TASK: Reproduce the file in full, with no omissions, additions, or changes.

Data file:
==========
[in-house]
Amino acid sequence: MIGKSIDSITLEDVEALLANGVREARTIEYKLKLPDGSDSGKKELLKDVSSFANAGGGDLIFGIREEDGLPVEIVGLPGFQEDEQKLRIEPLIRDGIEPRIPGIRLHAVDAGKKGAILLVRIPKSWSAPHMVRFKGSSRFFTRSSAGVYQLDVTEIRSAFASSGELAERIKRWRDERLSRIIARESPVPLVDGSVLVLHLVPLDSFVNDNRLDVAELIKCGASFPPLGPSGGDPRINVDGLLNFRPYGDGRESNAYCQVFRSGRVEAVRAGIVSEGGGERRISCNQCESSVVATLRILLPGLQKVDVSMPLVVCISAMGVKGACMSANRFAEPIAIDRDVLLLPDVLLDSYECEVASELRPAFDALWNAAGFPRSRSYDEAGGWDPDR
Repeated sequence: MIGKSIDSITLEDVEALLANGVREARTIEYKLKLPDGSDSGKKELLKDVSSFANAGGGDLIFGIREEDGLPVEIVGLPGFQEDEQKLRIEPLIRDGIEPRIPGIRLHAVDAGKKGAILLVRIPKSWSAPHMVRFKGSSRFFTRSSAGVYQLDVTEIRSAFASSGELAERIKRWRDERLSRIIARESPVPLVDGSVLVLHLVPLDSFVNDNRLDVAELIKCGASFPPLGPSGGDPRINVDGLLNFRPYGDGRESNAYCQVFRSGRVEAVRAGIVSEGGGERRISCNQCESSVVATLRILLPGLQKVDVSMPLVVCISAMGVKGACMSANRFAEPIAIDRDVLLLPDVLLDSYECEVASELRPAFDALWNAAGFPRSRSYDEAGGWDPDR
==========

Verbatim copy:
[in-house]
Amino acid sequence: MIGKSIDSITLEDVEALLANGVREARTIEYKLKLPDGSDSGKKELLKDVSSFANAGGGDLIFGIREEDGLPVEIVGLPGFQEDEQKLRIEPLIRDGIEPRIPGIRLHAVDAGKKGAILLVRIPKSWSAPHMVRFKGSSRFFTRSSAGVYQLDVTEIRSAFASSGELAERIKRWRDERLSRIIARESPVPLVDGSVLVLHLVPLDSFVNDNRLDVAELIKCGASFPPLGPSGGDPRINVDGLLNFRPYGDGRESNAYCQVFRSGRVEAVRAGIVSEGGGERRISCNQCESSVVATLRILLPGLQKVDVSMPLVVCISAMGVKGACMSANRFAEPIAIDRDVLLLPDVLLDSYECEVASELRPAFDALWNAAGFPRSRSYDEAGGWDPDR
Repeated sequence: MIGKSIDSITLEDVEALLANGVREARTIEYKLKLPDGSDSGKKELLKDVSSFANAGGGDLIFGIREEDGLPVEIVGLPGFQEDEQKLRIEPLIRDGIEPRIPGIRLHAVDAGKKGAILLVRIPKSWSAPHMVRFKGSSRFFTRSSAGVYQLDVTEIRSAFASSGELAERIKRWRDERLSRIIARESPVPLVDGSVLVLHLVPLDSFVNDNRLDVAELIKCGASFPPLGPSGGDPRINVDGLLNFRPYGDGRESNAYCQVFRSGRVEAVRAGIVSEGGGERRISCNQCESSVVATLRILLPGLQKVDVSMPLVVCISAMGVKGACMSANRFAEPIAIDRDVLLLPDVLLDSYECEVASELRPAFDALWNAAGFPRSRSYDEAGGWDPDR